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Macke, Christian; Sarakintsis, Marika; Winkelmann, Marcel; Mommsen, Philipp; Omar, Mohamed; Schröter, Christian; Krettek, Christian; Zeckey, Christian (2018): INFLUENCE OF ENTRAPMENT ON PREHOSPITAL MANAGEMENT AND THE HOSPITAL COURSE IN POLYTRAUMA PATIENTS: A RETROSPECTIVE ANALYSIS IN AIR RESCUE. In: Journal of Emergency Medicine, Vol. 54, No. 6: pp. 827-833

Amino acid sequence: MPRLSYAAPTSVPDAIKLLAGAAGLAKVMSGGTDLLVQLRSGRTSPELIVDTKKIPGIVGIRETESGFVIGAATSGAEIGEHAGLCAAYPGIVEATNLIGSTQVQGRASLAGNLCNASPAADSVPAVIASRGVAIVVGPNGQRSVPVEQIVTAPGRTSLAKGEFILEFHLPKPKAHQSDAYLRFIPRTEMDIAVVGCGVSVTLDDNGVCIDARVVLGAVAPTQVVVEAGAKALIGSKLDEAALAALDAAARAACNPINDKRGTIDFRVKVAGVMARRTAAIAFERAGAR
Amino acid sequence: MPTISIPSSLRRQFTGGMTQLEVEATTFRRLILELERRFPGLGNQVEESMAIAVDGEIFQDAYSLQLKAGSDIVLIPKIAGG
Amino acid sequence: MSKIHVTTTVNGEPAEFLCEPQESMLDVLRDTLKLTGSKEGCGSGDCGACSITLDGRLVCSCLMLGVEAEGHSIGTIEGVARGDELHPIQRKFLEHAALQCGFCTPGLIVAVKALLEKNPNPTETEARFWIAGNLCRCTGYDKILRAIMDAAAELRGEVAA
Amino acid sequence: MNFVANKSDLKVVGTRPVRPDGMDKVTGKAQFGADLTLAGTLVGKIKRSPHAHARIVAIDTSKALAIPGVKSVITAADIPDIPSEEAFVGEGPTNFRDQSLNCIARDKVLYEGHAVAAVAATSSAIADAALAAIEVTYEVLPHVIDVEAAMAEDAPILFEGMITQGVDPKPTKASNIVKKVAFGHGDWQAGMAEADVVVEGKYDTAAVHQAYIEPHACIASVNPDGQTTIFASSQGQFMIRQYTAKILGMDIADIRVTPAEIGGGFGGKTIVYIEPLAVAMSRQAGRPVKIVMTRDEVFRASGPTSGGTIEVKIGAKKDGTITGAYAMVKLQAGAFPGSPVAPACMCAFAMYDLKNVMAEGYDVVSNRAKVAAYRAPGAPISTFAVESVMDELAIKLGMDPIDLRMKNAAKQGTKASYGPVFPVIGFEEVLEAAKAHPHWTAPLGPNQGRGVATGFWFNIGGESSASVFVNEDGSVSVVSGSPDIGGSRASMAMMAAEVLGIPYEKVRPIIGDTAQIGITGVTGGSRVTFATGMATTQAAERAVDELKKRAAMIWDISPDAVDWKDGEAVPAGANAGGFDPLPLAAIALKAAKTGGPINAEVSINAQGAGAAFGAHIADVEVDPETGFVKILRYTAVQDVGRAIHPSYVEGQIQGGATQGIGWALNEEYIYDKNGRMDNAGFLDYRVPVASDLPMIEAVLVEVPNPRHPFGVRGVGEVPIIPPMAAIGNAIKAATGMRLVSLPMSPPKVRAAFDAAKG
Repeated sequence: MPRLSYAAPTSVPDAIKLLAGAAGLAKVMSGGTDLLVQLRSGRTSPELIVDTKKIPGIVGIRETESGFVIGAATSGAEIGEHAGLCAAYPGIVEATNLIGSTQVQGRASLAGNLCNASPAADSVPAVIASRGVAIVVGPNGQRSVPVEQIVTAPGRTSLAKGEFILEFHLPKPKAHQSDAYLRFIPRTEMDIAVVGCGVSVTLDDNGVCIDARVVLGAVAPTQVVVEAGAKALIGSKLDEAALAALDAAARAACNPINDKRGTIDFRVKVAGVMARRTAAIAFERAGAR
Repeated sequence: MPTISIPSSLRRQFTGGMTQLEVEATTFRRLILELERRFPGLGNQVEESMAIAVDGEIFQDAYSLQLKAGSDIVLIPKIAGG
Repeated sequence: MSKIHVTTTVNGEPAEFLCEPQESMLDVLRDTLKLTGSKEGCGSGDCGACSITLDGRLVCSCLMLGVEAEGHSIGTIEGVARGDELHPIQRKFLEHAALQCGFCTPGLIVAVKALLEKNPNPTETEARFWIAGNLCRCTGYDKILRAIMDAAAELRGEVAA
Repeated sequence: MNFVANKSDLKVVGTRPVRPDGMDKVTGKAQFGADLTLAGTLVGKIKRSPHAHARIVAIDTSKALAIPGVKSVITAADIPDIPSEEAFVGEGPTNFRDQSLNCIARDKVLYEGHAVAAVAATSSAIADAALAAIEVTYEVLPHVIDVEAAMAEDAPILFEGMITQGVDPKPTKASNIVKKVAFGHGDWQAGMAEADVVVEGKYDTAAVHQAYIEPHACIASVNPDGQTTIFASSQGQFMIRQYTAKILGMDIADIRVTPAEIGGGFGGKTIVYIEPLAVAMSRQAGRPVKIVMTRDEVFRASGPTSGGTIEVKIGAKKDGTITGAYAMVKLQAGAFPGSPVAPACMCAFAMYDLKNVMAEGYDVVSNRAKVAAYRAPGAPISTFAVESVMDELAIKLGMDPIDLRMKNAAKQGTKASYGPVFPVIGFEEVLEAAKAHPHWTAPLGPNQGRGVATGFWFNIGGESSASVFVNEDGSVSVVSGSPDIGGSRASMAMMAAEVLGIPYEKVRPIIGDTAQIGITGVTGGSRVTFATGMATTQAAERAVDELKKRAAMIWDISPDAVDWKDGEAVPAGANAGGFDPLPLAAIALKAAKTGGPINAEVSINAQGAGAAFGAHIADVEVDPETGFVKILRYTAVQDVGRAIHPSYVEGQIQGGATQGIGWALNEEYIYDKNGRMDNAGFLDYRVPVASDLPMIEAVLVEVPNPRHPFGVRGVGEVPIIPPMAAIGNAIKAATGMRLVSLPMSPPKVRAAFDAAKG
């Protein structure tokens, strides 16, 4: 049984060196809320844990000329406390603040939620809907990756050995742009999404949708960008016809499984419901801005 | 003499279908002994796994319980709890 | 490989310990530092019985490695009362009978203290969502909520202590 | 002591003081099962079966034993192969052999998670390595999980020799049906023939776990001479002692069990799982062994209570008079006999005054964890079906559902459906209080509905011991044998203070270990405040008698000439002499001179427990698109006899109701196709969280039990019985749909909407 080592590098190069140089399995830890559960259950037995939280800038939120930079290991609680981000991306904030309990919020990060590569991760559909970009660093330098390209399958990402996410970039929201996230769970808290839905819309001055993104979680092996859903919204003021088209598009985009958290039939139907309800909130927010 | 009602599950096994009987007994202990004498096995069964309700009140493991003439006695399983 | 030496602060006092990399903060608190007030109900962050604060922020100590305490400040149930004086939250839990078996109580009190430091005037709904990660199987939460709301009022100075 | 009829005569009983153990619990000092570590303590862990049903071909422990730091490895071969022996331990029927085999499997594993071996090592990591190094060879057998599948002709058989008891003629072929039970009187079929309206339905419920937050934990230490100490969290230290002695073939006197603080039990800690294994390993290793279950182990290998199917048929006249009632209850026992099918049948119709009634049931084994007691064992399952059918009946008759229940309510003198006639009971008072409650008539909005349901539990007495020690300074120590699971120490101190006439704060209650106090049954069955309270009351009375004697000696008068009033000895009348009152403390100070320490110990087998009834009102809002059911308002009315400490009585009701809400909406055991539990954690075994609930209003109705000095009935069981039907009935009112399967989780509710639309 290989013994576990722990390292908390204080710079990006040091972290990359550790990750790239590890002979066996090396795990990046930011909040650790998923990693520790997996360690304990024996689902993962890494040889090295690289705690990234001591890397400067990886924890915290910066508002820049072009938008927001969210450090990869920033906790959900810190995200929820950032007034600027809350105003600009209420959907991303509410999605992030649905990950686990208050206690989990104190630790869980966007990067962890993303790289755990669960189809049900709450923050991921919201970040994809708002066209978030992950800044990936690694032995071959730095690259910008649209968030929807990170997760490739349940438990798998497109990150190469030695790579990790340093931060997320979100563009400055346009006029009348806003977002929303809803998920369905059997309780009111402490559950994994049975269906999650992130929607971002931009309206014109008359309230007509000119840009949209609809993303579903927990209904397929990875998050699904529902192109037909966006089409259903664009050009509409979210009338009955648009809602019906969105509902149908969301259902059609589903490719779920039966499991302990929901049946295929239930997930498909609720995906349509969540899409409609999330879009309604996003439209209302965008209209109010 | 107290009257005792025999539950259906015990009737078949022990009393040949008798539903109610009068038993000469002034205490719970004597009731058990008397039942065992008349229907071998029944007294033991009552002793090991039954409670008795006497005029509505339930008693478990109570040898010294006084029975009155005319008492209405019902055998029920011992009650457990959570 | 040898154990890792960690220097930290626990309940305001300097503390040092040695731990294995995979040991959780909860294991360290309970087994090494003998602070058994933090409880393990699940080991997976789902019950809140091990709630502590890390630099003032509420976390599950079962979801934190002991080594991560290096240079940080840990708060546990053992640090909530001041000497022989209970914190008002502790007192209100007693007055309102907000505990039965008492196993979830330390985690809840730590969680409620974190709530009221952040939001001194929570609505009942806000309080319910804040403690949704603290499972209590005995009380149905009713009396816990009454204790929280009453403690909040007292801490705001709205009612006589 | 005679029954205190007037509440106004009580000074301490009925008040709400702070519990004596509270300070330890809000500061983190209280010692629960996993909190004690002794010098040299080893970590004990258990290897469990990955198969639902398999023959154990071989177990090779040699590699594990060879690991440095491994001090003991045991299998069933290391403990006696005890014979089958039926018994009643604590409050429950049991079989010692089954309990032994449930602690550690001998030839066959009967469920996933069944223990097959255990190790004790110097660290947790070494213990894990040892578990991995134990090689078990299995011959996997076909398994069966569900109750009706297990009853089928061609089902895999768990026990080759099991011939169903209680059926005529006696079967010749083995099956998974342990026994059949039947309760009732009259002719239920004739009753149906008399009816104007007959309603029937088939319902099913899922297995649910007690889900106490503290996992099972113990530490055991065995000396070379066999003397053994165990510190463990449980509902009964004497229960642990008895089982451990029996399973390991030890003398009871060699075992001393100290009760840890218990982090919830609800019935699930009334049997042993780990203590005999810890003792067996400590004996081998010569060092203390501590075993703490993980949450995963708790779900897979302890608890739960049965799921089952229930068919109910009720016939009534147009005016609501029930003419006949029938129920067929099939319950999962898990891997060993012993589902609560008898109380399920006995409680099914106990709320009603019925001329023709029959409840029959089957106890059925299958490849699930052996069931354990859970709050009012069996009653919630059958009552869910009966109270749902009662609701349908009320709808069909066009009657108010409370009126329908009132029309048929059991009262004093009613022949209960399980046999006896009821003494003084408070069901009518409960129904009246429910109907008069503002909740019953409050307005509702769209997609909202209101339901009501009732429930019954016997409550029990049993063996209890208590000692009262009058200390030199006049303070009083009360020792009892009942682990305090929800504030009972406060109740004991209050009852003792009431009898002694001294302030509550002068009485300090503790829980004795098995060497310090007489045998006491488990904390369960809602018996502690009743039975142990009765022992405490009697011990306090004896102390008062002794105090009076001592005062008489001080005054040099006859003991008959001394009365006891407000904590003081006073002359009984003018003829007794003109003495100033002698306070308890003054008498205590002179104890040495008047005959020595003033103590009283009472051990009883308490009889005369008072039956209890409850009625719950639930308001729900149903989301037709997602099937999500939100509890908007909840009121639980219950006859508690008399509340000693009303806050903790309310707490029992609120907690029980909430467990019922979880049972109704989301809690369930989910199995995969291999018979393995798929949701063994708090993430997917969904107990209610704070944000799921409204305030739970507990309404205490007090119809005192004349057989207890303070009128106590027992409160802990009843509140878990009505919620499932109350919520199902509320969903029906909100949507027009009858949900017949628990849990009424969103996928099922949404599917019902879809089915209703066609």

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Background: Entrapment is a challenging and crucial factor in the prehospital setting. Few studies have addressed whether entrapment has an influence on on-scene treatment or on the following hospital course. Objectives: Here we aimed to investigate the influence of entrapment on prehospital management and on the hospital course of polytrauma patients. Methods: We performed a retrospective analysis of consecutive patients with an Injury Severity Score >= 16 and aged 16-65 years that were admitted between 2005 and 2013 to a Level I trauma center. Two groups were built: entrapped (E) and nonentrapped patients (nE). These groups were evaluated for multiple prehospital and clinical parameters, including on-scene time, prehospital interventions, and posttraumatic complications. Results: There were 310 patients (n = 194 no entrapment [Group nE], n = 116 with entrapment [Group E]) enrolled. The on-scene time was significantly longer in Group E than Group nE. Moreover, this group received a significantly higher volume of colloidal solution. Regarding the Injury Severity Score and Abbreviated Injury Scale (AIS), there were no significant differences between the groups, except for the AISextremities, which was significantly increased in Group E. The overall hospital stay and the initial theater time were significantly longer in Group E than Group nE. No significant differences were present for the occurrence of systemic inflammatory response syndrome, multiple organ dysfunction syndrome, and acute respiratory distress syndrome, nor for Acute Physiology and Chronic Health Evaluation II and estimated and final mortality. Conclusion: In polytraumatized patients, entrapment has a minor influence on the outcome and treatment in the prehospital and hospital setting when using physician-based air rescue. However, entrapped patients are prone to sustain more severe trauma to the extremities.